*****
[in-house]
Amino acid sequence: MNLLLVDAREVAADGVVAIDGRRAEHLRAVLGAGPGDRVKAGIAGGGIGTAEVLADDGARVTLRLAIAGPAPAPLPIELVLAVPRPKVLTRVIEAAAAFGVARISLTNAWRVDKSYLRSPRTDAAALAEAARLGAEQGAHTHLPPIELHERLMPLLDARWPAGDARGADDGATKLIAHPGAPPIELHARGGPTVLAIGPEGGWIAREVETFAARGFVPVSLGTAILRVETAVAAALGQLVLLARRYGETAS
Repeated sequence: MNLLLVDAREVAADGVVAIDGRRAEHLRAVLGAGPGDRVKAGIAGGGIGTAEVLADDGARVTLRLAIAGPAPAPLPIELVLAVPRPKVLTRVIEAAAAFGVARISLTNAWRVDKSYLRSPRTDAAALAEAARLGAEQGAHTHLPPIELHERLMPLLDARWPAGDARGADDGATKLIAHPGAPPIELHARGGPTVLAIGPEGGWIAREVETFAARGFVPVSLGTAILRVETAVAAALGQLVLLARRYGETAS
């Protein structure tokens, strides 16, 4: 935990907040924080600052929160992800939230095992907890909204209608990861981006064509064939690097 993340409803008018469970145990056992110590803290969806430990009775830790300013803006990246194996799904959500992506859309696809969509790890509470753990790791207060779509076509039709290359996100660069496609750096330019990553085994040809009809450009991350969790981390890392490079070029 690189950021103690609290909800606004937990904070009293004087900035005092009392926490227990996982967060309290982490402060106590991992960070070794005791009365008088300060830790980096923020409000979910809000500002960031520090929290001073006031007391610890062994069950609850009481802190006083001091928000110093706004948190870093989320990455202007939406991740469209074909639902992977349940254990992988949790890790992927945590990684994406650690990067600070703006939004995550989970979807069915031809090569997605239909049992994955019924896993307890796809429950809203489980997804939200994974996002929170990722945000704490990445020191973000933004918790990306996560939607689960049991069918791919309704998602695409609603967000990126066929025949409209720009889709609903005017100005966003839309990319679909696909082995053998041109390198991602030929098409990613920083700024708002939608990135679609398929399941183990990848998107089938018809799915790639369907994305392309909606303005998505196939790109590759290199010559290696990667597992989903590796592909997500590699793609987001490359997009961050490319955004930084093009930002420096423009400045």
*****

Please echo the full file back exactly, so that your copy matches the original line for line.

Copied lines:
[in-house]
Amino acid sequence: MNLLLVDAREVAADGVVAIDGRRAEHLRAVLGAGPGDRVKAGIAGGGIGTAEVLADDGARVTLRLAIAGPAPAPLPIELVLAVPRPKVLTRVIEAAAAFGVARISLTNAWRVDKSYLRSPRTDAAALAEAARLGAEQGAHTHLPPIELHERLMPLLDARWPAGDARGADDGATKLIAHPGAPPIELHARGGPTVLAIGPEGGWIAREVETFAARGFVPVSLGTAILRVETAVAAALGQLVLLARRYGETAS
Repeated sequence: MNLLLVDAREVAADGVVAIDGRRAEHLRAVLGAGPGDRVKAGIAGGGIGTAEVLADDGARVTLRLAIAGPAPAPLPIELVLAVPRPKVLTRVIEAAAAFGVARISLTNAWRVDKSYLRSPRTDAAALAEAARLGAEQGAHTHLPPIELHERLMPLLDARWPAGDARGADDGATKLIAHPGAPPIELHARGGPTVLAIGPEGGWIAREVETFAARGFVPVSLGTAILRVETAVAAALGQLVLLARRYGETAS
């Protein structure tokens, strides 16, 4: 935990907040924080600052929160992800939230095992907890909204209608990861981006064509064939690097 993340409803008018469970145990056992110590803290969806430990009775830790300013803006990246194996799904959500992506859309696809969509790890509470753990790791207060779509076509039709290359996100660069496609750096330019990553085994040809009809450009991350969790981390890392490079070029 690189950021103690609290909800606004937990904070009293004087900035005092009392926490227990996982967060309290982490402060106590991992960070070794005791009365008088300060830790980096923020409000979910809000500002960031520090929290001073006031007391610890062994069950609850009481802190006083001091928000110093706004948190870093989320990455202007939406991740469209074909639902992977349940254990992988949790890790992927945590990684994406650690990067600070703006939004995550989970979807069915031809090569997605239909049992994955019924896993307890796809429950809203489980997804939200994974996002929170990722945000704490990445020191973000933004918790990306996560939607689960049991069918791919309704998602695409609603967000990126066929025949409209720009889709609903005017100005966003839309990319679909696909082995053998041109390198991602030929098409990613920083700024708002939608990135679609398929399941183990990848998107089938018809799915790639369907994305392309909606303005998505196939790109590759290199010559290696990667597992989903590796592909997500590699793609987001490359997009961050490319955004930084093009930002420096423009400045």